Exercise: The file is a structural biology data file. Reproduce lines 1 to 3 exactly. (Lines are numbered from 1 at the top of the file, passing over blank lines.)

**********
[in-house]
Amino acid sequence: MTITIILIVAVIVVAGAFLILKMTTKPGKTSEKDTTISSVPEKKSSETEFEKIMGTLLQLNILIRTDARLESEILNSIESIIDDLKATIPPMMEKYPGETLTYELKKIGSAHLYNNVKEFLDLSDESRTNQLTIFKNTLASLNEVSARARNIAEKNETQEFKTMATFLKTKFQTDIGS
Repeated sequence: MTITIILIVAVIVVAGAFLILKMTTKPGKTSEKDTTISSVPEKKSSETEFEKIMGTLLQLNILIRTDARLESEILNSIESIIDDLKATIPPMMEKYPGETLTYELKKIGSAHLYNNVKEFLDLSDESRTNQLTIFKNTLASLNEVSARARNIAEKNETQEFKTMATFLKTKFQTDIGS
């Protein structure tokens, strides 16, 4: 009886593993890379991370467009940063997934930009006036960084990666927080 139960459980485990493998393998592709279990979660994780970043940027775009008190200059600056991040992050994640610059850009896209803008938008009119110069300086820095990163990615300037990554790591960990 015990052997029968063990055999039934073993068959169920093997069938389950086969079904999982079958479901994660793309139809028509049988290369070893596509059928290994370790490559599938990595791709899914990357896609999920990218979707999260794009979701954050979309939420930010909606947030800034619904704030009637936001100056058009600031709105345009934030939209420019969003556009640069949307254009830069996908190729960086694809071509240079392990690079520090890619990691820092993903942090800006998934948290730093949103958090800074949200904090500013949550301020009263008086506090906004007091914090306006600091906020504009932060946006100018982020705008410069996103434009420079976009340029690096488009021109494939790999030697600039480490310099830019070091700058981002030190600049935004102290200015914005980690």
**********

[in-house]
Amino acid sequence: MTITIILIVAVIVVAGAFLILKMTTKPGKTSEKDTTISSVPEKKSSETEFEKIMGTLLQLNILIRTDARLESEILNSIESIIDDLKATIPPMMEKYPGETLTYELKKIGSAHLYNNVKEFLDLSDESRTNQLTIFKNTLASLNEVSARARNIAEKNETQEFKTMATFLKTKFQTDIGS
Repeated sequence: MTITIILIVAVIVVAGAFLILKMTTKPGKTSEKDTTISSVPEKKSSETEFEKIMGTLLQLNILIRTDARLESEILNSIESIIDDLKATIPPMMEKYPGETLTYELKKIGSAHLYNNVKEFLDLSDESRTNQLTIFKNTLASLNEVSARARNIAEKNETQEFKTMATFLKTKFQTDIGS